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Gold's rally breaks 2011 record with sights set on US$2,000

Silver also rises as concerns over global economy, weak US dollar boost demand for havens

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Gold is getting support from a long list of factors: geopolitical tensions are rising, real rates have tumbled, the US dollar is weaker, and government and central banks worldwide have unleashed vast stimulus measures to try and boost economies.

Singapore

SPOT gold blasted past its longstanding record as the US dollar plunged and concerns about the global economy boosted demand for havens. Silver rode on its coattails, jumping to the highest in nearly seven years.

Bullion's move, which may put it on track to take out US$2,000 an ounce, came as a gauge of the US dollar sank to the lowest in more than a year amid negative real rates in the US and bets that the Federal Reserve will keep policy accommodative when it meets this week on July 28-29. Expectations are they'll keep interest rates near zero, while markets will also be watching for any signals around shifts in strategy.

Unrelenting investor demand has helped fuel price gains, with inflows into gold-backed exchange traded funds this year already topping the record set in 2009.

Spot gold surged to US$1,944.71 an ounce, beating the previous high set in 2011 by more than US$20. On the Comex, futures rose to a record of US$1,966.50 as a contract roll provided a further boost to its rally.

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Investors have turned to gold as the coronavirus pandemic's hit to global growth underpinned its status as a haven. But the metal's getting support from a long list of factors: geopolitical tensions are rising, real rates have tumbled, the US dollar is weaker, and government and central banks worldwide have unleashed vast stimulus measures to try and boost economies.

"Strong gains are inevitable as we enter a period much like the post-GFC environment, where gold prices soared to record levels as a result of copious amounts of Fed money being pumped into the financial system," with a weak US dollar and negative real rates providing further impetus, said Gavin Wendt, senior resource analyst at MineLife Pty. Gold may consolidate before setting its sights on US$2,000 and above in coming weeks, he said.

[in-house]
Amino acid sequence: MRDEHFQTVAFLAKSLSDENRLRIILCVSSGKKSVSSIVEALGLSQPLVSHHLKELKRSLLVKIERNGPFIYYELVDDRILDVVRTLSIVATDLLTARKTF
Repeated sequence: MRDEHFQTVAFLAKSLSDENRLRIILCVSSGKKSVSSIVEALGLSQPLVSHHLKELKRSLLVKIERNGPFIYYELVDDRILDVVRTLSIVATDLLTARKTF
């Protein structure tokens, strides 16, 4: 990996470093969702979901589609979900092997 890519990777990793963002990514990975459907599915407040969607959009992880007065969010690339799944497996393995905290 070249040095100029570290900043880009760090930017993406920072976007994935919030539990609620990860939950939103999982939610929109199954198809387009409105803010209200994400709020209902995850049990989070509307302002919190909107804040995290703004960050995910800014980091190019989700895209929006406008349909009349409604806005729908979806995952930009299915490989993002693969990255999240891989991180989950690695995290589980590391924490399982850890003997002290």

The current environment has even raised the spectre of stagflation, a rare combination of sluggish growth and rising inflation that erodes the value of fixed-income investments. In the US, investor expectations for annual inflation over the next decade have moved higher the past four months after plunging in March.

US bond markets have been a key metric to watch in determining the path for gold, with the metal serving as an attractive hedge as yields on Treasuries that strip out the effects of inflation fall below zero.

The Fed meeting may be a platform for a strong message that change is coming, opening up the possibility for more unconventional policies further down the line, according to Chris Weston, head of research at Pepperstone Group in Melbourne. "If we think about real yields and what the Fed is doing, it just suggests to me that it's a matter of time before real yields continue to trend lower and gold goes higher."

Increasing concerns about the virus pandemic as well as deteriorating relations between the US and China add to gold's allure, and most analysts are bullish on the metal's outlook. Goldman Sachs Group Inc said the metal could reach US$2,000 in the next 12 months, and Citigroup Inc puts a 30 per cent probability on prices topping that level by the end of this year.

Spot gold traded at US$1,933.44 an ounce by 7.32am in London. Newcrest Mining Ltd, Australia's biggest gold producer, advanced as much as 5.6 per cent in Sydney, as Zijin Mining Group Co's Hong Kong-listed shares rose as much as 7.9 per cent.

Silver followed bullion higher, jumping more than 7 per cent to US$24.3993 an ounce, the highest since 2013. BLOOMBERG

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